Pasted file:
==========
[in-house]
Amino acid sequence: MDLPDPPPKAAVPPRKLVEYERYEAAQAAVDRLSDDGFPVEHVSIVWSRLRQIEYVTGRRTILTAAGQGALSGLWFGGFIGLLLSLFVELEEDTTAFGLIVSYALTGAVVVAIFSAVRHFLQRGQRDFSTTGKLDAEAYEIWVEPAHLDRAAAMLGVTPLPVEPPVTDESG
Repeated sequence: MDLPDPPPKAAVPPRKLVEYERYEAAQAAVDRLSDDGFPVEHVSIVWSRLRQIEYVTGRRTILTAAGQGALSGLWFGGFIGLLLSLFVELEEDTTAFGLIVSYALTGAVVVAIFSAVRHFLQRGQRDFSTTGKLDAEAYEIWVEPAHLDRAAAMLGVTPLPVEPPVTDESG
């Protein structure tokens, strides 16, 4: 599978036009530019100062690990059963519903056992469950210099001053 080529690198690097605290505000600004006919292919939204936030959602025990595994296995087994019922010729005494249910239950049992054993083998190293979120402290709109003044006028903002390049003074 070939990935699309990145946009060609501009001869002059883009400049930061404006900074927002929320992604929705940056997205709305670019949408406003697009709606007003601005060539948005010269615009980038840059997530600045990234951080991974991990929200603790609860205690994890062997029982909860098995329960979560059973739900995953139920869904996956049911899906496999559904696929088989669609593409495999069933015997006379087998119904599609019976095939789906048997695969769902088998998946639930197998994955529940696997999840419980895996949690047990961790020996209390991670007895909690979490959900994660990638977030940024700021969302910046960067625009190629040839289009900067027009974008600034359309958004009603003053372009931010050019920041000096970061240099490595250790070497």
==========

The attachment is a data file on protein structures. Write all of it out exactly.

[in-house]
Amino acid sequence: MDLPDPPPKAAVPPRKLVEYERYEAAQAAVDRLSDDGFPVEHVSIVWSRLRQIEYVTGRRTILTAAGQGALSGLWFGGFIGLLLSLFVELEEDTTAFGLIVSYALTGAVVVAIFSAVRHFLQRGQRDFSTTGKLDAEAYEIWVEPAHLDRAAAMLGVTPLPVEPPVTDESG
Repeated sequence: MDLPDPPPKAAVPPRKLVEYERYEAAQAAVDRLSDDGFPVEHVSIVWSRLRQIEYVTGRRTILTAAGQGALSGLWFGGFIGLLLSLFVELEEDTTAFGLIVSYALTGAVVVAIFSAVRHFLQRGQRDFSTTGKLDAEAYEIWVEPAHLDRAAAMLGVTPLPVEPPVTDESG
């Protein structure tokens, strides 16, 4: 599978036009530019100062690990059963519903056992469950210099001053 080529690198690097605290505000600004006919292919939204936030959602025990595994296995087994019922010729005494249910239950049992054993083998190293979120402290709109003044006028903002390049003074 070939990935699309990145946009060609501009001869002059883009400049930061404006900074927002929320992604929705940056997205709305670019949408406003697009709606007003601005060539948005010269615009980038840059997530600045990234951080991974991990929200603790609860205690994890062997029982909860098995329960979560059973739900995953139920869904996956049911899906496999559904696929088989669609593409495999069933015997006379087998119904599609019976095939789906048997695969769902088998998946639930197998994955529940696997999840419980895996949690047990961790020996209390991670007895909690979490959900994660990638977030940024700021969302910046960067625009190629040839289009900067027009974008600034359309958004009603003053372009931010050019920041000096970061240099490595250790070497």